by Dan Wilson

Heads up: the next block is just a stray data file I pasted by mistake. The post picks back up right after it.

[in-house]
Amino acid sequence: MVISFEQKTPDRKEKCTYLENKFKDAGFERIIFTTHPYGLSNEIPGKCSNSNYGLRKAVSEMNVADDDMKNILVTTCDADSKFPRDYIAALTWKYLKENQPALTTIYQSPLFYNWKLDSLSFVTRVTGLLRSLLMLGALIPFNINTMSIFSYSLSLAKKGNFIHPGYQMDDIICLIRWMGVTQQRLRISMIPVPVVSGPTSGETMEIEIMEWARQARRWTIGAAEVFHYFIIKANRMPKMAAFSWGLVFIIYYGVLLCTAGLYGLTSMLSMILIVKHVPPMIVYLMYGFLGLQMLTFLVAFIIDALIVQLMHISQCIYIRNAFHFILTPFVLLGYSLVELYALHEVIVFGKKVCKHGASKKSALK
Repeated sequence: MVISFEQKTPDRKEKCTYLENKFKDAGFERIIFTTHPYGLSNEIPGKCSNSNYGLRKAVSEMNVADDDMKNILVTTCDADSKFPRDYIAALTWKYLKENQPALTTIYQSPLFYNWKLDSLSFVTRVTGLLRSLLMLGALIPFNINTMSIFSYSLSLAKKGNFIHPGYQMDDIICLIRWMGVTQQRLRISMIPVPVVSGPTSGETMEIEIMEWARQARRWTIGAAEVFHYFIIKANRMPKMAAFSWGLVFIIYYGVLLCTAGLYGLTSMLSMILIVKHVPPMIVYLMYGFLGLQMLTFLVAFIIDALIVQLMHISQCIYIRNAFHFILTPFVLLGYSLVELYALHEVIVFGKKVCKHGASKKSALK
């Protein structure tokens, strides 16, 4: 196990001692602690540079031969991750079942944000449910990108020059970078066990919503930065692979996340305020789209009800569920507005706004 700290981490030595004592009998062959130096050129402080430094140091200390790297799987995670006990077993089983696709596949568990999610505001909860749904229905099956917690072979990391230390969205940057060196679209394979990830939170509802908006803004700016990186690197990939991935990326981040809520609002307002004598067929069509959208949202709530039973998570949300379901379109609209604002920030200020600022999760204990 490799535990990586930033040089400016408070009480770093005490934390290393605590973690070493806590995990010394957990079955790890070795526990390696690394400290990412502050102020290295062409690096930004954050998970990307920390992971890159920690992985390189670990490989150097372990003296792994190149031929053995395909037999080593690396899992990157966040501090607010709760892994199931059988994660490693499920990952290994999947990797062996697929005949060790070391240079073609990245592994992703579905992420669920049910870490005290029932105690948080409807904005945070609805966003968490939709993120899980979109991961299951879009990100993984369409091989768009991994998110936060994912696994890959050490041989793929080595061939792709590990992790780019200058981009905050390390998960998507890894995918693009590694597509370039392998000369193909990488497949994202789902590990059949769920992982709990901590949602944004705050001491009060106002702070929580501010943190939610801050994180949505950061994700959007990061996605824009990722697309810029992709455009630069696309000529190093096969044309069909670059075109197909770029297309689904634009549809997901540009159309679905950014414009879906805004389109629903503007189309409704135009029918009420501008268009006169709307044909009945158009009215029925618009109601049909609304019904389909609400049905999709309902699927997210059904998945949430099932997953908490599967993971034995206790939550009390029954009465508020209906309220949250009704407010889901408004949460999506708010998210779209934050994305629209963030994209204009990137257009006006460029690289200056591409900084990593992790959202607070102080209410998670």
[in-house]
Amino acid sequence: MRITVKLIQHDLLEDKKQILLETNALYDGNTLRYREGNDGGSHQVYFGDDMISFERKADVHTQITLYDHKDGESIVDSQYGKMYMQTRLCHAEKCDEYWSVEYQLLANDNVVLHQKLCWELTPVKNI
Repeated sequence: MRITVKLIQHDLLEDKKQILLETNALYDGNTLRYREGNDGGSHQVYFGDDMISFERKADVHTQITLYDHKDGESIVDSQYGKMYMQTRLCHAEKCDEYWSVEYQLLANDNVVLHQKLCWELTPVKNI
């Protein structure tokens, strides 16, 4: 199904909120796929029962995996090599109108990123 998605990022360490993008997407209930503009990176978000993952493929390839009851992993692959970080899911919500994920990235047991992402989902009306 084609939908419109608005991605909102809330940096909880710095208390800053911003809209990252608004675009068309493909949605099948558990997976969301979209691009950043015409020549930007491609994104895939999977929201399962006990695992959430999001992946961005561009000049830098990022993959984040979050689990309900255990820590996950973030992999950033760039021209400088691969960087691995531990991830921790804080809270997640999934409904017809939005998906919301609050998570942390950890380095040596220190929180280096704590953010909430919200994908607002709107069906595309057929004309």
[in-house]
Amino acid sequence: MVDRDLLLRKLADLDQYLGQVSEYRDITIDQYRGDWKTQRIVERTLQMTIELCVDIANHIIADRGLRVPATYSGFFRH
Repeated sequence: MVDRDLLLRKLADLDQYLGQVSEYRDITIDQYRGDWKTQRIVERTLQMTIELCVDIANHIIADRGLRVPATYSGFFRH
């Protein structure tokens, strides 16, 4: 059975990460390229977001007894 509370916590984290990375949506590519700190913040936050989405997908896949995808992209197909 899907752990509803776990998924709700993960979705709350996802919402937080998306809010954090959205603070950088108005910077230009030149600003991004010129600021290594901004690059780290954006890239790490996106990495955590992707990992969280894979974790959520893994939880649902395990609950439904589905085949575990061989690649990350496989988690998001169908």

For those who missed the award-winning Polish film “Edi” at the Milwaukee International Film Festival this past November, you’ll have another opportunity to see it at the Times Cinema in January 2004. Piotr Trzaskalski’s feature film debut is a masterfully crafted story about what we humans hold on to when all our hope is gone. The film explores how mistakes and bad decisions can lead to more noble outcomes when we hold on to our humanity despite the tribulations that we’re facing — and ultimately, it’s that humanity that saves us. The film takes place in Poland, where Edi and Jureczek are homeless squatters in an abandoned factory, eeking out a meager living collecting scrap metal. They’re respected and well liked by the people who know them. Two other characters, “the brothers,” are loan sharks with a hold on the neighborhood’s criminal underworld. They’re raising their 17-year-old sister, Princess, ferociously guarding her virginity. Edi’s and Jureczek’s lives become intertwined with the brothers’ when they hire Edi to tutor the girl. After all, a middle-aged homeless man is hardly a sexual threat, they reason. One night, with the brothers gone and Edi and Jureczek sleeping in the living room, Princess sneaks out to see her boyfriend. When the brothers discover that she’s pregnant, she accuses Edi of raping her in an effort to protect the identity of the real father. Edi doesn’t deny the charges, so the brothers exact a gruesome revenge and insist that he care for the baby. Edi, Jureczek, and the baby depart for the country to stay with Edi’s family where they begin raising the child. The brothers discover that Princess lied to them about the father’s identity, and in the stirring conclusion of the film, through the decisions he’s forced to make, we see Edi’s sacrifice and redemption. As Edi, Henryk Golebiewski gives one of the best performances in contemporary European cinema. He is wonderfully subtle in his portrayal of a middle-aged man who has fallen upon hard times and is doing the best he can with his circumstances. Like many eastern European films, “Edi” is slow-paced, giving the viewer a wonderful opportunity to discover the characters, to really understand their lives, passions, and motivations. Though at times some plot elements seem contrived or unrealistic, they ultimately become essential to our understanding of the people in this richly complex character study. “Edi” plays at the Times Cinema, 5906 W. Vliet St. (Washington Heights) from January 9-15. The film shows nightly at 7 and 9 p.m. with weekend matinees at 3:30 p.m.